Monday, February 18, 2008

Long Time No Post!

Greetings animation fans! I haven't posted in months due to a change in careers...that's right...I no longer work in the animation field full time! I left Studio B last June after working there for 10 years and am now a licensed Realtor in the Vancouver area. Wow, what a change! But I'm loving every minute of it.

I must say, I miss storyboarding and drawing. I miss teaching at Capilano College, where one of the best animation programs in the country thrives. I miss watching my former students enter the industry and do well, very well. I especially miss some of my insanely talented associates and friends who I worked with in Vancouver.

What I don't miss is the progressively long hours, less pay and tighter deadlines...all for the sake of the bottom line. Decisions on what you get to watch are often made by executives who study the numbers and gamble on what will make them the most money. Yes, my friends, the hard truth of the matter is, animation is a business.

Having said that, some funny toons do manage to get made, despite its commercialism, despite the suits. They get made largely due to the creativity, hard work and dedication of the artists and animators who love making them. And although it doesn't happen nearly often enough, sometimes the artists get a pat on the back for their efforts.

The Second Annual Elan Awards took place on February 15, 2008 in Vancouver acknowledging local and international animators, gamers, and students. I am honoured to be included amongst the award winners, along with a great & extremely talented guy, Dennis Crawford, for Best Storyboarding: GEORGE OF THE JUNGLE: "Naked Ape Man".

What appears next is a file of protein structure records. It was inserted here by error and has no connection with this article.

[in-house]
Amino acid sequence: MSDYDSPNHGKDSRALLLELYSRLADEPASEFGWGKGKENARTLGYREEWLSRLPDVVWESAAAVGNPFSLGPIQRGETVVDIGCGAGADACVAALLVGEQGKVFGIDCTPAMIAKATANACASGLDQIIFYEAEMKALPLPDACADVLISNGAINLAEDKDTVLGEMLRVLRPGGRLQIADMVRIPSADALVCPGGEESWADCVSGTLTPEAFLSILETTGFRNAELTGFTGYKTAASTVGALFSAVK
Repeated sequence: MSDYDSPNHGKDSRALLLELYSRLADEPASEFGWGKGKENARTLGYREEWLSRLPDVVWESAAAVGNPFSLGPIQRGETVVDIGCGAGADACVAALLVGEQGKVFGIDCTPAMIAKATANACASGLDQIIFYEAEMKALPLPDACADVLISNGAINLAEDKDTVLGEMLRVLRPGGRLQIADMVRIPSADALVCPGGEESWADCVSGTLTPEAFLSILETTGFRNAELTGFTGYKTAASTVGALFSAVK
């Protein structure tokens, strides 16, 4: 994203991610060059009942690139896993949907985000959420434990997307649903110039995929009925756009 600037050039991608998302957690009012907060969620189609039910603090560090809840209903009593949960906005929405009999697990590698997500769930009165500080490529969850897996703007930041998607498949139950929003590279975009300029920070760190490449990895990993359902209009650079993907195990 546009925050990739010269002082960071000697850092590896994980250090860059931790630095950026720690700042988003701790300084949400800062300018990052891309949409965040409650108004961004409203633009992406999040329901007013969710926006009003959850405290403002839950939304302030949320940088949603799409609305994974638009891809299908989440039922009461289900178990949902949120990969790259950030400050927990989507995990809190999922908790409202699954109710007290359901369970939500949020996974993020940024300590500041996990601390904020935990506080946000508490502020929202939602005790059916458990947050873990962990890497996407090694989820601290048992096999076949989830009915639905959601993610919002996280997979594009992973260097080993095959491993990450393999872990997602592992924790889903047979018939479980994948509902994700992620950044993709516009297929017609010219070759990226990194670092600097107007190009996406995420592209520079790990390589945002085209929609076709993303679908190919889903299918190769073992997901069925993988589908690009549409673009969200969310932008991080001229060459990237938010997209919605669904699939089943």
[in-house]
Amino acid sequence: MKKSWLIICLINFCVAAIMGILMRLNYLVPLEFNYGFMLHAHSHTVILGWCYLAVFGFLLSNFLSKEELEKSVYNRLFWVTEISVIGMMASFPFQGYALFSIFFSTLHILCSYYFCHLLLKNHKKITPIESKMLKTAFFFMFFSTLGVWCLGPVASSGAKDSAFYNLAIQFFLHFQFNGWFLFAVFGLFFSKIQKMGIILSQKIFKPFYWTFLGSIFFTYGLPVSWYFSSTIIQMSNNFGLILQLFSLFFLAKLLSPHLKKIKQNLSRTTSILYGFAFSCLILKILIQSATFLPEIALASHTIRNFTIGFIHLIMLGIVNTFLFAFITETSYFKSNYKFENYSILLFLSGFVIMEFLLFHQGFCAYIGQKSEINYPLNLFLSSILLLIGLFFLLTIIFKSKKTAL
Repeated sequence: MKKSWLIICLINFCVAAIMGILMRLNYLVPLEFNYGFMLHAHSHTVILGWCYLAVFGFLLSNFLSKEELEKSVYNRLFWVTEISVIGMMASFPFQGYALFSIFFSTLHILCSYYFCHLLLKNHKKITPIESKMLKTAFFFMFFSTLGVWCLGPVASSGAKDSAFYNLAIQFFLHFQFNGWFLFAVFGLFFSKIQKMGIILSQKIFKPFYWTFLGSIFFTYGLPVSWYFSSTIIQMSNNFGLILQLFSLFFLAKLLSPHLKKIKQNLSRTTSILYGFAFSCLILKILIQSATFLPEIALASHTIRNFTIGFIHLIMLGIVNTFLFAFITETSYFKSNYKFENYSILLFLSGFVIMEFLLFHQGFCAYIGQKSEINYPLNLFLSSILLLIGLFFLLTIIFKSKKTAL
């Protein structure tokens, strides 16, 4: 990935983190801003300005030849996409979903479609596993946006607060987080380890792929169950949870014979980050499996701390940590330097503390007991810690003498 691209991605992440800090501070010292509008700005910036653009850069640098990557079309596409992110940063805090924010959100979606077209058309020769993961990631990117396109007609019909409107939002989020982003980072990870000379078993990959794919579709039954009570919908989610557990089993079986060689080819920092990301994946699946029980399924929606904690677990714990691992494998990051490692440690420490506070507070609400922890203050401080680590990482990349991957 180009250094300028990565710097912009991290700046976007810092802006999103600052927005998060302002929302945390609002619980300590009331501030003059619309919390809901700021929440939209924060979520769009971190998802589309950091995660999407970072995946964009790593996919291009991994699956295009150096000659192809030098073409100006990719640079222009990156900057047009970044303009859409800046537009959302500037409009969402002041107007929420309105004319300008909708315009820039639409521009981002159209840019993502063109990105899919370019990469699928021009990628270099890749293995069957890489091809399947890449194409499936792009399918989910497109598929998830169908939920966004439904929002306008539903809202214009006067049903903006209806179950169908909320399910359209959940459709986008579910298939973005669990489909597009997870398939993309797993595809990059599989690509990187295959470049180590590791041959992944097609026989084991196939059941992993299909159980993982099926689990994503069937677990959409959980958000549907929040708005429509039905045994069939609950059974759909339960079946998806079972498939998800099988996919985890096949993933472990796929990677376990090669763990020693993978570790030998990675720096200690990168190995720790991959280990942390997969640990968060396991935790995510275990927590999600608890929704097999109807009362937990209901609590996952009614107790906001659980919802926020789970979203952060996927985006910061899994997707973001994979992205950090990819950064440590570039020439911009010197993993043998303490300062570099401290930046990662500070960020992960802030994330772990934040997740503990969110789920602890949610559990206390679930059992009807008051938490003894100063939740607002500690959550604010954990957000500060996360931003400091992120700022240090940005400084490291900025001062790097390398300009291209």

Congratulations to all nominees and winners! And thanks for all the emails, texts and good wishes. I may not be working in the industry anymore but my heart will always be there with you.


Anonymous said...


This is Shawn from the first character design class you taught at Capilano.

Congratulations on escaping the monster that is the world of animation. That world that eats your soul then demands more, but gives nothing in return.

I did the same thing and became a plumber.

I'm curious though, what about storyboarding for live action, like commercials and localy shot television shows? I haven't tried it myself, but surely it's not as unforgiving as storyboarding for animation since there aren't any model sheets to adhere to. Really I don't know, but I would like to hear you opinion on them.


Anonymous said...
This comment has been removed by a blog administrator.
Lyn said...

Hi Shawn

I miss making storyboards, drawing cartoons and working with goofy, immature and silly people. I miss the animators & artists too. It's not that I was not finding work. I was pretty much a mainstay at the studio. It was a personal decision for me, as I'm sure it was for you. Storyboarding is a vibrant, creative and highly demanding job. After 10 years, it was time to move on and Flash had no appeal to me.

Live action work operated a little differently and was not as steady as the animation biz. Also, a whole different feel. I never really threw myself into it.

Congratulations on the career change, Shawn. I hope you're using your artistic talents in other ways!

Phil said...

Lyn! it's been a while! Your post resonates strongly with the way I've been feeling lately. I've been hearing too many times lately the phrase "don't make the animation too nice as we'll not be able to keep this level up." With shrinking budgets and equally high expectations it's becoming really frustrating. good luck and maybe I'll see you in Vancouver sometime.